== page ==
Guiding Principles

Life’s biological integrity is sacred.

Earth’s life forms are not “machines” to be subjected to patenting by corporations or other entities.

The public must have access to clear and accurate information about the science and use of biotechnology.

Crucial decisions about the genetic alteration of life, including our food supply, should be made democratically.

THE FUTURE OF FOOD and, indeed, much of the natural world may well depend on how society addresses the challenges of biotechnology. Understanding genetic engineering and its implications for agriculture and society is a critical step in assessing the acceptability of this technology. Below is a brief description of agricultural biotechnology and its risks.


OVER THE 10,000 YEARS of its history, agriculture has been using selective breeding of plants and animals. During the last hundred years, these practices reached their height with the increasingly widespread use of hybridization. And in the last two decades, we have seen the development of biotechnology and its increasing application in food production. The use of genetic engineering in agriculture is fundamentally different from even the most radical techniques of selective breeders. Bioengineering uses bacteria and viruses to force the invasion of a gene from one kind of organism into the genetic makeup of an organism of another kind, often crossing the barriers of species, of genus, of phylum— barriers heretofore protected by nature. Researchers have engineered human growth genes into fish and livestock to make them grow larger and faster, fish genes into tomatoes so that they can grow and be stored at lower temperatures, and bacterial genes into plants for pest resistance. This forcible invasion into the inheritance structures of life entails risks that evolutionary processes have through their whole history been powerfully structured to avoid. This process challenges nothing less than the genetic integrity of the entire biotic community.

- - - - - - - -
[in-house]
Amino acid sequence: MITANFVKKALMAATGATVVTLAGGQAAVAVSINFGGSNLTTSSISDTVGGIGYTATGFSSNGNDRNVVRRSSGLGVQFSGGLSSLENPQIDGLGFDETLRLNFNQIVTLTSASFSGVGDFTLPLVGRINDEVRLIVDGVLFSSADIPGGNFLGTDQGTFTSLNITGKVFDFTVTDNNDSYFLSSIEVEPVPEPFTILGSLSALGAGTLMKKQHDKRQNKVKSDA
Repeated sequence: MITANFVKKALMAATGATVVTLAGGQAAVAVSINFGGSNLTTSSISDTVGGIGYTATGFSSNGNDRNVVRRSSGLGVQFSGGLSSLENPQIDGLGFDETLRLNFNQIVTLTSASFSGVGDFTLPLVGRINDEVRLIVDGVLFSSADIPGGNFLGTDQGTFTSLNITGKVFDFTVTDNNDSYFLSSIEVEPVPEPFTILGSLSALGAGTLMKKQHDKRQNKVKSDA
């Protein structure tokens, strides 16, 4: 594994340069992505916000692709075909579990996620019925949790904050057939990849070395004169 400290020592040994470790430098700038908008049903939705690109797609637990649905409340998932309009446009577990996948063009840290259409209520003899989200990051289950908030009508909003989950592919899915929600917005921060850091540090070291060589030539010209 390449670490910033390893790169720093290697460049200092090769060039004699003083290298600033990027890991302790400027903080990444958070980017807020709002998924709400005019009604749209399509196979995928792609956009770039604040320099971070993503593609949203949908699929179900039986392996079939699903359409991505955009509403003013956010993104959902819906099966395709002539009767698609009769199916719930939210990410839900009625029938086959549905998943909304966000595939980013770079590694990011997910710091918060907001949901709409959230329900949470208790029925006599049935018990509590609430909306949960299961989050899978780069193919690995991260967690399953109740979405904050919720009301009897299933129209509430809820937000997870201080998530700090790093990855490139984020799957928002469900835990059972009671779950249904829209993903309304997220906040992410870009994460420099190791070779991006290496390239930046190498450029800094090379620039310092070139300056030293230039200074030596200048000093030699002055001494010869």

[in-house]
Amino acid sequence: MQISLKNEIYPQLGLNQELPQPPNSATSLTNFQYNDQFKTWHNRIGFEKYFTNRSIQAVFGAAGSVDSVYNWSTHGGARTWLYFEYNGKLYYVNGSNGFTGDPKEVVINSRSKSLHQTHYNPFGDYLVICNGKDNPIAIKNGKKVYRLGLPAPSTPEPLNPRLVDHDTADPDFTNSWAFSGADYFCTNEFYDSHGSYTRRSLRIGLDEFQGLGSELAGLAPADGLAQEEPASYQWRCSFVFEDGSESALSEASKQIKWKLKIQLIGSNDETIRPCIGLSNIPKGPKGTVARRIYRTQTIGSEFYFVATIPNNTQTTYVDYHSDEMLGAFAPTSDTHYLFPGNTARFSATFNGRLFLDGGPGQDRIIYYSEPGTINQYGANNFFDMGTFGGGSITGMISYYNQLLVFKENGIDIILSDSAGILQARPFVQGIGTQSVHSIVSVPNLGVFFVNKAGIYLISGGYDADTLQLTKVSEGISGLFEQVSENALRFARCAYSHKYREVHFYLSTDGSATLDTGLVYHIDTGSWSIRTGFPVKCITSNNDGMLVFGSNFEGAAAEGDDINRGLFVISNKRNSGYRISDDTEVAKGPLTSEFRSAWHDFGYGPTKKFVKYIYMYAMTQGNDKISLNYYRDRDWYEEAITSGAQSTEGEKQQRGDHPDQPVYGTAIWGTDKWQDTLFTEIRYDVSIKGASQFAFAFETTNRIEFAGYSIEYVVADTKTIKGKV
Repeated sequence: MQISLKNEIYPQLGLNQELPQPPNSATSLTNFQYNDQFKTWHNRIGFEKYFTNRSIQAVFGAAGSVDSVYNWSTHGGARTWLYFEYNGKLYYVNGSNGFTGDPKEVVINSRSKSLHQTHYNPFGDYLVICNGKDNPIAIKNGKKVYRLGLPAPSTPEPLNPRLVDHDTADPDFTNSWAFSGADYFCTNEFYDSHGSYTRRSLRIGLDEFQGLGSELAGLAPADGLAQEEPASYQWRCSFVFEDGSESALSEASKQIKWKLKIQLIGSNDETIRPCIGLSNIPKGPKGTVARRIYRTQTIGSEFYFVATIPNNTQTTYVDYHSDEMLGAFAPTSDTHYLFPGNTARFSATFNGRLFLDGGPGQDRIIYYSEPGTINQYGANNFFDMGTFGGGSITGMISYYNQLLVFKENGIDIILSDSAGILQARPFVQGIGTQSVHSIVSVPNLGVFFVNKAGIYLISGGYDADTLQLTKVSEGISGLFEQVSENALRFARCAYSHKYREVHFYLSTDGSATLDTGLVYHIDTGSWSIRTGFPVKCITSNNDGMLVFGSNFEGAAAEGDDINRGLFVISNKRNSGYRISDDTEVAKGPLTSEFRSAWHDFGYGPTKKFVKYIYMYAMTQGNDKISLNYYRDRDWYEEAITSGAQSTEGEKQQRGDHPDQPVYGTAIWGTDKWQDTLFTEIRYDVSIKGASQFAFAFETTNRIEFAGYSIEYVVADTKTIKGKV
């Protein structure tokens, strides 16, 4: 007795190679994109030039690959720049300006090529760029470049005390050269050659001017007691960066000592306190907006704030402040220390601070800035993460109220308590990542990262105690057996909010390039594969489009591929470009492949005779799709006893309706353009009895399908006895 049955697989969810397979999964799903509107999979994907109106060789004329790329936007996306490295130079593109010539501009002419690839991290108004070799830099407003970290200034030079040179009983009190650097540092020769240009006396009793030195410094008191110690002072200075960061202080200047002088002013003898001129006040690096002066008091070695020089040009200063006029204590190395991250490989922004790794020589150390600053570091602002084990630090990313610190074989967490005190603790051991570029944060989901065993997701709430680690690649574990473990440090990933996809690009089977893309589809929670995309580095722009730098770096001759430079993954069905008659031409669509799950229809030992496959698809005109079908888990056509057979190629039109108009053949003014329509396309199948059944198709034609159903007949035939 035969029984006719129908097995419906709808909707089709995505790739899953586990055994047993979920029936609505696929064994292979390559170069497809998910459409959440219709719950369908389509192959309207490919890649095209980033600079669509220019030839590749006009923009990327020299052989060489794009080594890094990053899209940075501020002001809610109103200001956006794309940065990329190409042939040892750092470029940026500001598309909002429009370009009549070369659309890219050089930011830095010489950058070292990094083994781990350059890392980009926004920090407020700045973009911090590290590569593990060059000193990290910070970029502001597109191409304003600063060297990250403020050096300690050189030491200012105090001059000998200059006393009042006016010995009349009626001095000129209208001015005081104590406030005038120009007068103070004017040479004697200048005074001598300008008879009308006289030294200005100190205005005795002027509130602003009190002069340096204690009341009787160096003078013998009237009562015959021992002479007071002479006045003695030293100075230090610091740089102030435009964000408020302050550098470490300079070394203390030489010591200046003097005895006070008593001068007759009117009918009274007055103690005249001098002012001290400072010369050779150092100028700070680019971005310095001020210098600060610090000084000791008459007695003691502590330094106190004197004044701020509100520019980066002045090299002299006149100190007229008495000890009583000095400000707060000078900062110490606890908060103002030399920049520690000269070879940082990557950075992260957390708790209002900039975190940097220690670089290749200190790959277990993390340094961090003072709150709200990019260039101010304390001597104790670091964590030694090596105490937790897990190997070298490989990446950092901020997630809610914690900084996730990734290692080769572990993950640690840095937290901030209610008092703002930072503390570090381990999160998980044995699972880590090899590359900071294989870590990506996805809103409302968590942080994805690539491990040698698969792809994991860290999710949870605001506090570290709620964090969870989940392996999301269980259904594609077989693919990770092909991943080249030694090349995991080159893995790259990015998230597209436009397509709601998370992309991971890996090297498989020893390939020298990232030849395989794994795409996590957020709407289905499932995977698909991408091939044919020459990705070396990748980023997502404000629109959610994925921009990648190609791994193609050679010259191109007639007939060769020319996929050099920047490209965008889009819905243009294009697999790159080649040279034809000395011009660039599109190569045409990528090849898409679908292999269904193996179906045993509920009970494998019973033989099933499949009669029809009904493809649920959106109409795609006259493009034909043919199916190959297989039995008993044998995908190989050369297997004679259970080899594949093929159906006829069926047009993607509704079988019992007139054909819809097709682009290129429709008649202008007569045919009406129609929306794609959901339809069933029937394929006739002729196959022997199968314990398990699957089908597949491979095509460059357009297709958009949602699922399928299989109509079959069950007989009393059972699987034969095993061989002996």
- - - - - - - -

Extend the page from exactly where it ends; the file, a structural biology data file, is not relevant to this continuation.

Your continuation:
A LARGE PERCENTAGE of some major U.S. crops (e.g., corn, soybeans) have already been genetically engineered, are now being planted, and their products consumed as food. Yet our government neither recognizes the inherent risks of these plants, nor the public’s right to know. Therefore, it has failed to require labeling or mandatory human health or environmental safety testing of these foods. The environmental threats of biotechnology in agriculture stem from the release of genetically engineered organisms into the environment.

Currently, trillions of genetically engineered microbes and plants have been released into the natural world. Once released, each of these plants or bacteria can become a form of “living pollution” that will grow, reproduce, mutate, and widely disseminate. Because they are alive and self-propagating, these living pollutants cannot be controlled or recalled. They are virtually impossible to eradicate once let loose in the world. Moreover, individual genes engineered into these plants can “jump” from gene-altered plants into other non-genetically engineered plant species, wreaking ecological havoc.